One more thing, no light - no colours. So it’s just an illusion. I know what you’re trying to say, but it’s not just about colors. It’s about the whole world.

But that was kind of my point. It doesn’t really matter how our experience of it varies…there is still something out there that’s real, that we’re describing, even if every one of us were to describe it differently. Here’s an example – when I look at a number I’ve typed (say, 11), it’s black (because my computer displays text this way); but, someone who has synesthesia might see a blue number; another synesthete might see it as red; yet another might hear the number, etc, etc. We’d have have radically different experiences of the number 11…but, there is still the numeral I’ve typed out, which is out there in the external world, coded electronically and displayed on my screen for anyone who wants to come and take a look at it.

Well sure, your experience of things depends a great deal on what’s going on inside of your mind. But does it come completely from your mind? (If it did, could you and I even be having this conversation?) I don’t think it does.

In fact there are plenty of good reasons to think the external world actually does exist. Really (pun intended). Just look away and look back and what I’ve written here for instance. Chances are, it stayed the same…but try that in a lucid dream, and see what happens :wink:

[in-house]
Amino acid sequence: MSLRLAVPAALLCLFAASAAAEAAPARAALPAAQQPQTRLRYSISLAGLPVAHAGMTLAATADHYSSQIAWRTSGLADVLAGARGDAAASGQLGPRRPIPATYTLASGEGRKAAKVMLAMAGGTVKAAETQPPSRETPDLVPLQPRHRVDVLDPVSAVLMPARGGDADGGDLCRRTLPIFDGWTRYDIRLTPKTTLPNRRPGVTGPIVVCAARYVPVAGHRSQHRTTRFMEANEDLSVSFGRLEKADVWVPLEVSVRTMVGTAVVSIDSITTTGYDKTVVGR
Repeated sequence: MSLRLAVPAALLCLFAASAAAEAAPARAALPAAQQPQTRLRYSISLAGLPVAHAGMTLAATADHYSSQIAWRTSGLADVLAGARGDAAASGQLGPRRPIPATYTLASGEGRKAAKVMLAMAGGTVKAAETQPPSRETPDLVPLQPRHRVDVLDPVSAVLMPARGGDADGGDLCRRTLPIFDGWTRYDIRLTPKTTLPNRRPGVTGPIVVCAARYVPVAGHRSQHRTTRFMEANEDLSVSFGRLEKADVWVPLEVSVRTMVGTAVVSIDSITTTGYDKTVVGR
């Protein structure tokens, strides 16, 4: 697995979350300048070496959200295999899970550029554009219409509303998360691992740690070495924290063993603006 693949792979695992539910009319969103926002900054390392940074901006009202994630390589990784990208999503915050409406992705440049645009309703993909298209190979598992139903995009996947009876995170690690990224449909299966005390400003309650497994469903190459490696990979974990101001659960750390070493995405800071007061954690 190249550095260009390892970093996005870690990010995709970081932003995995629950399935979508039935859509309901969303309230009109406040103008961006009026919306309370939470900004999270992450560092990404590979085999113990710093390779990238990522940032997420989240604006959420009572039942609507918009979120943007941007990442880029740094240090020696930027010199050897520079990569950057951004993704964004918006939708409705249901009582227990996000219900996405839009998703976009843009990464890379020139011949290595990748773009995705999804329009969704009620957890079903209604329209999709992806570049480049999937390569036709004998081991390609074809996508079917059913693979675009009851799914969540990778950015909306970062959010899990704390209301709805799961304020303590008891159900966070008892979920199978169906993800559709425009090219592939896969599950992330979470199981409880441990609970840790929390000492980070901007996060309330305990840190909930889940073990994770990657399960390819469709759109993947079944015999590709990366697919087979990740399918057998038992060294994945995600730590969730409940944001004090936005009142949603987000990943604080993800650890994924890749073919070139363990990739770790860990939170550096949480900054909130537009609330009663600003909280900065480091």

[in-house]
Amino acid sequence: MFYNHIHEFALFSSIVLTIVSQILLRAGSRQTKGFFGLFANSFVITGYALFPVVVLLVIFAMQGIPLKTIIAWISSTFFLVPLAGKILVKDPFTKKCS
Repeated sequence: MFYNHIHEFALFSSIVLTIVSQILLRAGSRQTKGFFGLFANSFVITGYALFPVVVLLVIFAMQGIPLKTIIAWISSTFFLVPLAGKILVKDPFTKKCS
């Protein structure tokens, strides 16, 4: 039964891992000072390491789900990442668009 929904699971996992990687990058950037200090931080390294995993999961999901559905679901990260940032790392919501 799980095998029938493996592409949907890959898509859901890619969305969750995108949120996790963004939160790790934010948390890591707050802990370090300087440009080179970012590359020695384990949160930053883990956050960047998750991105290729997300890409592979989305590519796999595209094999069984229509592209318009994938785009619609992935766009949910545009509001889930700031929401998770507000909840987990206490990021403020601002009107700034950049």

The reason it stayed the same when you looked away and back again just now, most likely, is because there’s something that exists out there in the world that we can both experience fairly consistently, because it doesn’t change (not at our level of experience anyway). What I’ve written here is more or less static (unless of course something goes wrong with my computer or this website) for example. But if you were to do this in a dream, my words would change if you were to look away and back again, because there is no such stable source of information for your mind to put together into an experience. So, dreams are actually a good example of an experience that does come about internally. When you compare how our experiences in dreams behave to our waking experience, I think it’s pretty obvious that something out there exists, separately and independently of your experience and mine, even if we experience it in different ways (as in my number 11 example above).

But I mentioned earlier that colours probably aren’t real, so I don’t disagree with you here. The source of our experience of colours is what is real (in your example, the light – light really does exist, even if our experience of it varies), and I think that’s where we might disagree. It’s the same with the world – you and I could stand and look at a table from different angles, and it would look different from each of our perspectives…but, there’s still a table in the external world. We could leave the room and come back, and the table would still be there. Not so in a dream, which is an internal experience.

The reality of lucid dreaming has been verified in a sleep laboratory under strict scientific conditions.

Alan Worsley and Stephen LaBerge monitored sleeping subjects with an EEG and asked them (beforehand) to signal their lucidity by a specific eye-movement pattern. They did. Both scientists published their results, and have repeated them too.

That humans can dream lucidly is a scientific fact.